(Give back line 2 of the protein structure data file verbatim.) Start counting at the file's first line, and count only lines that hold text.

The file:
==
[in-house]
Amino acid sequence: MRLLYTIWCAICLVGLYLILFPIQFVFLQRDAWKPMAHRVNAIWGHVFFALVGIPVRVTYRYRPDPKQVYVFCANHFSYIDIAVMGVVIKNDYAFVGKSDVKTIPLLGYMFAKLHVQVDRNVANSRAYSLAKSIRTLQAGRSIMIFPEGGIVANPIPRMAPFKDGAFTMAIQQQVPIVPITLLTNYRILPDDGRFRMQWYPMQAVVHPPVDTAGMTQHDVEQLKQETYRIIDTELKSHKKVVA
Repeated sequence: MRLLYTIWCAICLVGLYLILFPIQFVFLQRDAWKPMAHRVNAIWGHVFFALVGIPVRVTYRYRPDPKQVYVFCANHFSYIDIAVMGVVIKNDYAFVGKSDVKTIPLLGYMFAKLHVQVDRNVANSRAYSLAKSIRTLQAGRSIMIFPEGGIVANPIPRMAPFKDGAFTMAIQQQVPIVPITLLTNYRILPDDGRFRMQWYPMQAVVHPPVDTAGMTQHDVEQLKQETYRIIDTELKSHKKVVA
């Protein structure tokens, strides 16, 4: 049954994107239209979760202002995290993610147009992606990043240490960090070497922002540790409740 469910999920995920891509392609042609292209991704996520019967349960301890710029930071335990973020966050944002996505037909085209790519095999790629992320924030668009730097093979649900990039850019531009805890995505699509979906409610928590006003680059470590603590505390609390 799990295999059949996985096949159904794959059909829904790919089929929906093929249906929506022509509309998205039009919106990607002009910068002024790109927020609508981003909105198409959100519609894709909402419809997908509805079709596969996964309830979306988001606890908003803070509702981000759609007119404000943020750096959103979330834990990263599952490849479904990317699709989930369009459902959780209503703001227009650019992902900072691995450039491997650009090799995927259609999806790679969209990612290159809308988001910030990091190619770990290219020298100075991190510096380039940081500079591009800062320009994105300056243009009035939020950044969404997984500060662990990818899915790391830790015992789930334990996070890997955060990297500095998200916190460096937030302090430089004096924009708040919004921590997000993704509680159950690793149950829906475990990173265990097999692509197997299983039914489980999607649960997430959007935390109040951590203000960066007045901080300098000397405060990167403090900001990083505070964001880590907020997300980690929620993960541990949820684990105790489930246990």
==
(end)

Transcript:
Amino acid sequence: MRLLYTIWCAICLVGLYLILFPIQFVFLQRDAWKPMAHRVNAIWGHVFFALVGIPVRVTYRYRPDPKQVYVFCANHFSYIDIAVMGVVIKNDYAFVGKSDVKTIPLLGYMFAKLHVQVDRNVANSRAYSLAKSIRTLQAGRSIMIFPEGGIVANPIPRMAPFKDGAFTMAIQQQVPIVPITLLTNYRILPDDGRFRMQWYPMQAVVHPPVDTAGMTQHDVEQLKQETYRIIDTELKSHKKVVA